June 11, 2012

Americans during the Great Depression

Since the onset of the recession in 2007, pundits have compared the crisis to the Great Depression of the 1930s - but this week's release of 1,000 photographs from that bygone era serves as a reminder of how truly harsh that period was.

All of the black-and-white photos that were made available online by the New York Public Library were taken in the 1930s and 1940s under the auspices of the Farm Security Administration (FSA) – an agency created in 1935 as part of the New Deal policy to combat rural poverty.

The New York Times has reported that Roy Stryker, founder of the FSA’s photography project, was determined to compile a visual encyclopaedia of Depression-era U.S. and preserve it for future generations.
Downtrodden: Children of migrant fruit worker in Berrien County, Michigan
Homeless: Squatters camping on a highway near Bakersfield, California, in 1935
Hard-knock life: A California fruit 'tramp' was photographed with his family in a migrant camp in Marysville in 1935
Destitute: Children sitting on the steps of a dilapidated house in Michigan in June of 1937

Backbreaking work: Many farmers who lost their land in the crisis were forced to become sharecroppers to eke out a meager living
Documented: The photographs were taken by the Farm Security Administration that was combating rural poverty
Quality control: Department of Agriculture officials testing meats at Beltsville, Maryland, in 1935

Bleak: Dust bowl refugees photographed along a highway near Bakersfield, California, in 1935

Crisis: In 1932, the unemployment rate was at 24.9 per cent, and millions of people were homeless and living in shantytowns
Down-and-out: Mother and father and several children of a family of nine living in open field in rough board covering built on old Ford chassis on U.S. Route 70, between Bruceton and Camden, Tennessee
Bygone era: A family of eight living in a four-bedroom home in El Monte, California, paying $16.20 rent a month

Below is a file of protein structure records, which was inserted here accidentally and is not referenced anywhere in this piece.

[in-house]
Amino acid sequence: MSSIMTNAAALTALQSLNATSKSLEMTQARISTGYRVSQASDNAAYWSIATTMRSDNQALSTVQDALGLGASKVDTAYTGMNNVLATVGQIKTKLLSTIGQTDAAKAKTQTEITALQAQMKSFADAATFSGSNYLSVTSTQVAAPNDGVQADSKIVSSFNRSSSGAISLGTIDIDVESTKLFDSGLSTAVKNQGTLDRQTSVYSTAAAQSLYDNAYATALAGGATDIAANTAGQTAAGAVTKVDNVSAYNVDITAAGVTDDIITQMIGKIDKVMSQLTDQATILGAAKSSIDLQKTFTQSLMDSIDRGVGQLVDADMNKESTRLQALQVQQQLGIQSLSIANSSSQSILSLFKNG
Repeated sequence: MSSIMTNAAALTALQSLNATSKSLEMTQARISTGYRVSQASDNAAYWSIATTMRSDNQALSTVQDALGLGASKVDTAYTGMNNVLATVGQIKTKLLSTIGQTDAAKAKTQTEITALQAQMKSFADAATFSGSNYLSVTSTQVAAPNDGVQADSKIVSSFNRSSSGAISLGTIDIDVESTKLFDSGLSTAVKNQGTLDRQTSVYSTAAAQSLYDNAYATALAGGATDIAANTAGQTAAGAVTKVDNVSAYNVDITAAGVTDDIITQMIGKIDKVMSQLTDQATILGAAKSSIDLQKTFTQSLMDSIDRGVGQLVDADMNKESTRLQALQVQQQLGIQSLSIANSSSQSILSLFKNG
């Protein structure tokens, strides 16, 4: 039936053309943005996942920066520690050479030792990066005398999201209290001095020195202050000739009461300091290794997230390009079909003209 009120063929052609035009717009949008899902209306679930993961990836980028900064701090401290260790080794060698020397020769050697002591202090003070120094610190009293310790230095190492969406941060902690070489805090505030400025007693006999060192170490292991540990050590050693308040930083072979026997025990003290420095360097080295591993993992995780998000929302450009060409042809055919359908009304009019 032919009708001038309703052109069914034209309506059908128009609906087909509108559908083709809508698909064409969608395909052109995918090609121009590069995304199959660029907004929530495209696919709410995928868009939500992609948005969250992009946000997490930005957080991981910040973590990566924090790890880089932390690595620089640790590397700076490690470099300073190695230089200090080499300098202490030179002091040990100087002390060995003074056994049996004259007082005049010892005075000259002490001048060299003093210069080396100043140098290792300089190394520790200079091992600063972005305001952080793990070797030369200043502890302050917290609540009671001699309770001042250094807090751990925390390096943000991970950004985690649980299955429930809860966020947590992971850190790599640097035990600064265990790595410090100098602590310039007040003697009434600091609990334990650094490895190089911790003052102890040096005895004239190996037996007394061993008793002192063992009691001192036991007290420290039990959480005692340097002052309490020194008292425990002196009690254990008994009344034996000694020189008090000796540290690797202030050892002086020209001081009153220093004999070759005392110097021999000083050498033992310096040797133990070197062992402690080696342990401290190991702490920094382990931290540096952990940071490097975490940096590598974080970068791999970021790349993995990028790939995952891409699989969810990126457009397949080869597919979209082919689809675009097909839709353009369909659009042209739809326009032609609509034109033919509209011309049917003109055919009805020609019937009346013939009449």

Jobless: At the height of the Great Depression, as many as 15 million Americans were unemployed
Wayward: Migrant family in Kern County, California, in 1936

Hovels: Houses of African-Americans in Winston-Salem, North Carolina, in 1936


  1. We now have unemployment at 40%, 47 million of food stamps and no end in sight. Thank you CONgress for giving 24 trillion to the bankers to cover their illegal activities. Time to do what the Icelandic people did. Put their bankers in jail and forgive all debt. Then end globalism and see the US soar. Until then.....

    These photos could very well be from today.

  2. Actually, they look pretty healthy compared to the disgusting, lumbering, obese WHALES I see strutting their stuff all over the US today.

  3. It looks good compared to what we see today in some places.

  4. So who got us out of it? Hitler.

  5. Jct: F.D. Roosevelt banning their interest-free community currencies morted an extra 7 million Americans of poverty. Stats show 7 million less Americans when the "lack of money" depression was over. Notice how local media of exchanged saved Argentina in the 1980s, Russia in the 1990s, Argentina again in the 2000s, Greece and many other places around the world now, when people end up with no medium, they revert to barter except now it's organised into LETS timebanks. FED banning local media of exchanged killed more Americans than any other President. For instance, LBJ only killed 50,000 in Vietnam. George Bush only killed a few thousands in Iraq-Afghanistan. FDR is America's greatest mass-murdered of Americans and most people have no idea of how his ban cost an extra 7 million souls for form the gauntlet he had to run when he croaked and tried to get into heaven. Har har har.

  6. Wallmart pics are great.

  7. different time. today we have chemtrails fluoride spice aspartame fda cia fbi and do i really need to preach to the choir....if we are going to compare then i would say today is far far worse than yesterday. If youde like to debate the